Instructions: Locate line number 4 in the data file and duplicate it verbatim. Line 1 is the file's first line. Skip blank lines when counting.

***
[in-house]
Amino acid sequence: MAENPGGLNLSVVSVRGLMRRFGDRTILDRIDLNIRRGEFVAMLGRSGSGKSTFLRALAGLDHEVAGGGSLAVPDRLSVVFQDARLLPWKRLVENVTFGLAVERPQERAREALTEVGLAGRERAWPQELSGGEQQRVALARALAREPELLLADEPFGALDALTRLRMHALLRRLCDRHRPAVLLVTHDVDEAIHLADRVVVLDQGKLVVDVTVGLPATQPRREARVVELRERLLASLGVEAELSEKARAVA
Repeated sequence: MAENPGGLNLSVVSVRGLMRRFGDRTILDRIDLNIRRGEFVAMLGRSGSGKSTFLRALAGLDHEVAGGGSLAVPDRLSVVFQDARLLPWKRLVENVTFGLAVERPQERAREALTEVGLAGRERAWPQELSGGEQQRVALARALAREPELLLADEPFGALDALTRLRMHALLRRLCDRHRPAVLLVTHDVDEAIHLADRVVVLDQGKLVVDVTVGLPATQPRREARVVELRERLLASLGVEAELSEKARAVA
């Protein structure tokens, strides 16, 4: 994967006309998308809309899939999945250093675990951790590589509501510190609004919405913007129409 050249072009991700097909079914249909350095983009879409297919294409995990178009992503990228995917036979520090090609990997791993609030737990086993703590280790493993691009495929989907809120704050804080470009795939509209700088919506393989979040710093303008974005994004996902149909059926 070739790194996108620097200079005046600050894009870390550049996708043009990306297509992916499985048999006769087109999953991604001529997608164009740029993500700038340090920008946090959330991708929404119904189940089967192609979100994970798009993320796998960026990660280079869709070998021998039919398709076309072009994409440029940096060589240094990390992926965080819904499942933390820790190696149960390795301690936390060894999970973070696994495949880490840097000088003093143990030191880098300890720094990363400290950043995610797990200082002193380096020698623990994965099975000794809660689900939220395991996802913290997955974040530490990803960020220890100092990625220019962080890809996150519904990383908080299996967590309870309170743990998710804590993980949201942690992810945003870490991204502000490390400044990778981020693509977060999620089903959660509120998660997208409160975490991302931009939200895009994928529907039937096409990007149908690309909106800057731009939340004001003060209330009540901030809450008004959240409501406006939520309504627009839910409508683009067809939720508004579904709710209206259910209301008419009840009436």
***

């Protein structure tokens, strides 16, 4: 994967006309998308809309899939999945250093675990951790590589509501510190609004919405913007129409 050249072009991700097909079914249909350095983009879409297919294409995990178009992503990228995917036979520090090609990997791993609030737990086993703590280790493993691009495929989907809120704050804080470009795939509209700088919506393989979040710093303008974005994004996902149909059926 070739790194996108620097200079005046600050894009870390550049996708043009990306297509992916499985048999006769087109999953991604001529997608164009740029993500700038340090920008946090959330991708929404119904189940089967192609979100994970798009993320796998960026990660280079869709070998021998039919398709076309072009994409440029940096060589240094990390992926965080819904499942933390820790190696149960390795301690936390060894999970973070696994495949880490840097000088003093143990030191880098300890720094990363400290950043995610797990200082002193380096020698623990994965099975000794809660689900939220395991996802913290997955974040530490990803960020220890100092990625220019962080890809996150519904990383908080299996967590309870309170743990998710804590993980949201942690992810945003870490991204502000490390400044990778981020693509977060999620089903959660509120998660997208409160975490991302931009939200895009994928529907039937096409990007149908690309909106800057731009939340004001003060209330009540901030809450008004959240409501406006939520309504627009839910409508683009067809939720508004579904709710209206259910209301008419009840009436």